The Jerusalem District Court this week rejected the appeal filed by the Siyam family, Palestinian residents of the city’s Silwan neighborhood, and ruled that the family would be evicted from its apartment and from neighboring shop and yard for the benefit of settlers of the Elad association.
The expected eviction is no ordinary victory for the powerful settler organization over a simple Palestinian family that has found itself struggling in a protracted and costly two-decade legal battle over its home. This is a moral and symbolic victory over one of the main leaders of Silwan, Jawad Siyam, a social worker who established community centers for children and families in Silwan–someone considered a pillar of the community and a defender of the defenseless in the face of the pressure from settlers and the authorities.
The court ruled that the Elad settlers, who managed to take over 3/4 of the property, would receive one apartment, where a divorced woman with her four children now live, as well as a small shop and yard. Jawad Siam and his family will continue to live in the second part of the property, with a dividing wall with the settlers.
Elad has tried to take over the property of the Siyam family since the early 1990s in various purchase attempts rejected by the courts. In the end, after six long, exhausting and costly legal proceedings, the association managed to convince the court that it owned parts of the house and that the property could be divided so that it would have a foothold in it.
Peace Now: The settlement in Silwan not only harms the prospects for a conflict-ending agreement and stability in Jerusalem, it is also cruel and evil. The Elad settlers are using their power and money to exhaust and impoverish the Palestinian families in legal proceedings so that they will have to agree to sell them homes. Through their draconian method, they also contribute to the weakening of the communal strength of the Palestinian neighborhoods and encourage the social disintegration of East Jerusalem.
The abetting of the Custodian of Absentee Property – Palestinian evacuated from her grandmother’s house because her mother is considered “absentee”
At first, Elad claimed that it had managed to buy the entire apartment of the deceased’s grandmother, Miryam Siyam. According to Elad, the grandmother, who had eight children (three sons and five daughters), gave all her rights to the three sons before her death, and the association acquired these rights from them.
The court rejected the claim and held that the document presented by the settlers in this matter was invalid (not to say false).
After losing the first case, Elad presented another document, this time claiming that the five daughters gave up their rights to the three sons, so that Elad has full rights to the property, which it acquired from the three sons. The court also rejected this argument and ruled that the grandmother’s property belongs to all eight of her children – her heirs equally, and all the settlers managed to acquire from the three sons is three parts out of eight.
But that was not the end of it. At this stage, the Custodian of Absentee Property entered the picture. It turned out that two of the daughters live abroad (in Jordan and Saudi Arabia) and therefore, according to the Absentee Property Law of 1950, they are considered “absentees” and their assets are transferred to the Custodian of Absentees’ Property.
In 2003, as part of the process before the District Court, the Custodian of Absentee Property issued a certificate of absenteeism, which determined that 2/8 of the property was transferred to the Custodian. At the same time, Elad managed to acquire from one of the daughters her portion, and in July 2009 the District Court (CS 1544/99) ruled that the division of ownership of the property is as follows:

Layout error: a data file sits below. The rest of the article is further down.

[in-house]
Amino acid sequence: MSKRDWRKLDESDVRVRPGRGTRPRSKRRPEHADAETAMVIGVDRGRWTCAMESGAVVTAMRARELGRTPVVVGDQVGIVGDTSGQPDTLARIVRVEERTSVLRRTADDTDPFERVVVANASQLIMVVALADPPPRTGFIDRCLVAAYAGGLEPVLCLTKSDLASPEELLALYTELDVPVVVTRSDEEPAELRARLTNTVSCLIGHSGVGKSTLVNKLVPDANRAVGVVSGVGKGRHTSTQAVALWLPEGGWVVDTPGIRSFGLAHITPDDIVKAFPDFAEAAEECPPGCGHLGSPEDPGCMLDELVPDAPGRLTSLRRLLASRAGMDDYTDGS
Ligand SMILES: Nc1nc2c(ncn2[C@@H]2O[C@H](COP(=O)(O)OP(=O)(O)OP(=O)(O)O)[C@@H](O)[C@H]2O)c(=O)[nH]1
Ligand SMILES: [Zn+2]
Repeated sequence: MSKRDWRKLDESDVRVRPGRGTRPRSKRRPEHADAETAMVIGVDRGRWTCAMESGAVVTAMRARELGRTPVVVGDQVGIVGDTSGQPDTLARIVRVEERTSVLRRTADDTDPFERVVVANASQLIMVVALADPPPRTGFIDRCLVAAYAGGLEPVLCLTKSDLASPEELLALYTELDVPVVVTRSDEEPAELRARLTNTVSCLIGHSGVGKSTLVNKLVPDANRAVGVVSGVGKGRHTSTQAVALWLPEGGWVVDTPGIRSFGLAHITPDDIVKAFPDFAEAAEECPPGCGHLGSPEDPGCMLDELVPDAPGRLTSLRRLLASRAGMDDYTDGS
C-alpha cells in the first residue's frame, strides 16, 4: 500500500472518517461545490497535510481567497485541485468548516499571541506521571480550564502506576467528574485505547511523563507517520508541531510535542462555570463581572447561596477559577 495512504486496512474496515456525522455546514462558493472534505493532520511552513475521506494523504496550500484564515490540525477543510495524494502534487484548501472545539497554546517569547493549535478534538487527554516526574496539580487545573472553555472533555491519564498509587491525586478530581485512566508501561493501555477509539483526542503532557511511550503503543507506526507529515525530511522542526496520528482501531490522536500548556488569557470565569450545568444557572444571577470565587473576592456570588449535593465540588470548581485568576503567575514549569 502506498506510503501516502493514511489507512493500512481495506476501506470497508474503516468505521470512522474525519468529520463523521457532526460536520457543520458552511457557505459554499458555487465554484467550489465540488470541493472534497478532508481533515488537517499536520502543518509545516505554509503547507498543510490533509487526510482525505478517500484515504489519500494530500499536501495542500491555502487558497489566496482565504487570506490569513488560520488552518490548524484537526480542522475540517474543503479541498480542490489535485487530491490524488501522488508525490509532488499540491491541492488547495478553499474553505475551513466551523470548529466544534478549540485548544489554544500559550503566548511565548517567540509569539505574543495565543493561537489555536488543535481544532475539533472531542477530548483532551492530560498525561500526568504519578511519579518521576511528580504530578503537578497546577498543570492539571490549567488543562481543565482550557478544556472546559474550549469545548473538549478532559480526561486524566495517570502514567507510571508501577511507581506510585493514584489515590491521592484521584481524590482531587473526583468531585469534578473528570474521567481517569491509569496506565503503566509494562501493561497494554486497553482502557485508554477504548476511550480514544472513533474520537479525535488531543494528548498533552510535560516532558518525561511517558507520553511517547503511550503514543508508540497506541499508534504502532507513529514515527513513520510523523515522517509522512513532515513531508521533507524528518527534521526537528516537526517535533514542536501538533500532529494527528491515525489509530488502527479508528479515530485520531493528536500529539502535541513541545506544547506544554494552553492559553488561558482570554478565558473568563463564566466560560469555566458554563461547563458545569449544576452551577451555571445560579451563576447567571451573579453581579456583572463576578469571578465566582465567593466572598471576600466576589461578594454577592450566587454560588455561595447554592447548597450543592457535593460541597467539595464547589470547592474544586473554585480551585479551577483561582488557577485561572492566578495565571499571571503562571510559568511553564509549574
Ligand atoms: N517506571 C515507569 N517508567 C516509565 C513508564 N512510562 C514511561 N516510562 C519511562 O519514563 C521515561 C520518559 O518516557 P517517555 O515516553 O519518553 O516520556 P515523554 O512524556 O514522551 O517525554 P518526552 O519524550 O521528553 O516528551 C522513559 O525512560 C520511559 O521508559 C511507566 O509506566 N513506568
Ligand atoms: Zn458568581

- 4/8 of the property – to Elad Association
- 2/8 of the property – to the Custodian of Absentees’ Property,
- 2/8 of the property – to Palestinian family living in the property.
It is important to note that in the grandmother’s apartment now lives her granddaughter, Ilham Siyam, who is the daughter of one of the absentees. She is divorced and lives in an apartment with her four children.
Following the judgment of the District Court, Elad filed the current claim, demanding that the actual property be divided and given half of the property, while the Custodian of Absentee Property announced during the hearings that it had no interest in the property and was willing to sell it to the highest bidder. A tender was then issued to acquire the Custodian’s share, and, not surprisingly, Elad won when it offered to pay more than NIS 2 million. Thus, Elad came into possession of 6/8 ownership of the property, leaving the Palestinian family with only 2/8.
In the ruling, the judge determined that the property could be divided and that the settlers would be given an apartment and a shop, while the remaining 2/8 would stay as part of the adjacent family house.
Thus, Ilham Siyam, who lives in her grandmother’s apartment, who was supposed to be one of the heirs of the property (at least 1/8 of it) will be thrown out of the house only because her mother is considered an absentee and the Custodian sold her share to the settlers.
It should also be noted that one of the sons of the second female absentee lives in Jerusalem. He applied to the Custodian of Absentees’ Property to release and receive his share of the property, but the Custodian refused and preferred to sell it, by tender, to the settlers.
In recent years, we have witnessed a phenomenon in which the Elad settlers join the Custodian of Absentees’ Property in various proceedings against Palestinians in Silwan, in cases where it is possible to weaken the Palestinians’ connection to the property, and to introduce another actor that can take the property or parts of it.